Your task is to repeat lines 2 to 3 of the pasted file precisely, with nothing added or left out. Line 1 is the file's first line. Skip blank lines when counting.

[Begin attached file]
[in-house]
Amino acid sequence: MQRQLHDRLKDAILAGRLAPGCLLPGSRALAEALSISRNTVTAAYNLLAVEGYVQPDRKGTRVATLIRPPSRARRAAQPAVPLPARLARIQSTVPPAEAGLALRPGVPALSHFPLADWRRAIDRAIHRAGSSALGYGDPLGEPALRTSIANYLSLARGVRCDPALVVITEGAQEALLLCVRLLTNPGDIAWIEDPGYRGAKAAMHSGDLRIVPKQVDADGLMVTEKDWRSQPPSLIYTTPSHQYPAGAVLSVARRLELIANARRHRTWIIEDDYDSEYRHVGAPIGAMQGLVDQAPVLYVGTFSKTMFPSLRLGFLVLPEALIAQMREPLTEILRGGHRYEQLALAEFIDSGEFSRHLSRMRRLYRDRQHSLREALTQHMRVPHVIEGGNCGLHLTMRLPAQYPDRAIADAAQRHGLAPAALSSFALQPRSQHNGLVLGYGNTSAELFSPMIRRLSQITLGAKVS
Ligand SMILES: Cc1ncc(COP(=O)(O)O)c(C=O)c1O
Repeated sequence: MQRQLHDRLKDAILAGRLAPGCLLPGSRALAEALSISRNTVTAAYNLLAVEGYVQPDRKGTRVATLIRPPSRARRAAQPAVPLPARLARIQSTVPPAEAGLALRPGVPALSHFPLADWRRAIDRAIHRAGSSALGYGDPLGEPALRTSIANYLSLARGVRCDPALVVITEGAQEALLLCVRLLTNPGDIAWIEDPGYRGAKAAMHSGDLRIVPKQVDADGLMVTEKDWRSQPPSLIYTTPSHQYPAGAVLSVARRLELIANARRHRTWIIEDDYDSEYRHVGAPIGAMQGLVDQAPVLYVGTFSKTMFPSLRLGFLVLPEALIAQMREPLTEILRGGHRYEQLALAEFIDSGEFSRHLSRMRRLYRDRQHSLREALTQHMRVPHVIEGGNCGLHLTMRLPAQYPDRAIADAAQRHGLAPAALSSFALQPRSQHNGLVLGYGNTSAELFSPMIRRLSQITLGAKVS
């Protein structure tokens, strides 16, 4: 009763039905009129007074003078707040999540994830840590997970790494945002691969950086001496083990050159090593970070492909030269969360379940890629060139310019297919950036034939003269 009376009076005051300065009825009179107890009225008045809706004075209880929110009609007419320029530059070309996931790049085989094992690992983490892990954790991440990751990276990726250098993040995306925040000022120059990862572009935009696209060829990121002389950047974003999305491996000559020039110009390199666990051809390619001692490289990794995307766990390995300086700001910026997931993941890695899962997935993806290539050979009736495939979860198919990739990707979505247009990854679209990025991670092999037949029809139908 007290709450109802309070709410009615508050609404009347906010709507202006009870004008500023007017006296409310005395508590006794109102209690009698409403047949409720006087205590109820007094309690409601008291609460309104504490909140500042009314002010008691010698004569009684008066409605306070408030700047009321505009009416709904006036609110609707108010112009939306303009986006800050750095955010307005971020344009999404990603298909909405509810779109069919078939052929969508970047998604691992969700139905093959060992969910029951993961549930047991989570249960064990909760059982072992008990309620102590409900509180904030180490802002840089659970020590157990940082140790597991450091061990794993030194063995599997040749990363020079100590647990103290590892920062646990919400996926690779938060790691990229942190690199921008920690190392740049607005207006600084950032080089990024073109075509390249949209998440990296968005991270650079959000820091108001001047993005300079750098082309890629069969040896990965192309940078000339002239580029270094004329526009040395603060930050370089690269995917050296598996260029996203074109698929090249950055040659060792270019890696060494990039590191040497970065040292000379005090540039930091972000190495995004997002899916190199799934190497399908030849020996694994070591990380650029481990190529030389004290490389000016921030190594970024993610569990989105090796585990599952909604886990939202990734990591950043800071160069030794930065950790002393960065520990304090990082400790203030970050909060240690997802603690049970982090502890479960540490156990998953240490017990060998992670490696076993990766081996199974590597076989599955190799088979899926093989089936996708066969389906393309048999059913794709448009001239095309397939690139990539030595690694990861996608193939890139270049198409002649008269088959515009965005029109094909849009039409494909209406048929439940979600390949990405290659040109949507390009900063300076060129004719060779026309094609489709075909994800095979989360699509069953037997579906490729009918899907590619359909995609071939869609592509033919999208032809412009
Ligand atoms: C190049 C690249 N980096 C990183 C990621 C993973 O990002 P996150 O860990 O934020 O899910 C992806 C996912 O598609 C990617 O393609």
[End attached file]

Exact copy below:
Amino acid sequence: MQRQLHDRLKDAILAGRLAPGCLLPGSRALAEALSISRNTVTAAYNLLAVEGYVQPDRKGTRVATLIRPPSRARRAAQPAVPLPARLARIQSTVPPAEAGLALRPGVPALSHFPLADWRRAIDRAIHRAGSSALGYGDPLGEPALRTSIANYLSLARGVRCDPALVVITEGAQEALLLCVRLLTNPGDIAWIEDPGYRGAKAAMHSGDLRIVPKQVDADGLMVTEKDWRSQPPSLIYTTPSHQYPAGAVLSVARRLELIANARRHRTWIIEDDYDSEYRHVGAPIGAMQGLVDQAPVLYVGTFSKTMFPSLRLGFLVLPEALIAQMREPLTEILRGGHRYEQLALAEFIDSGEFSRHLSRMRRLYRDRQHSLREALTQHMRVPHVIEGGNCGLHLTMRLPAQYPDRAIADAAQRHGLAPAALSSFALQPRSQHNGLVLGYGNTSAELFSPMIRRLSQITLGAKVS
Ligand SMILES: Cc1ncc(COP(=O)(O)O)c(C=O)c1O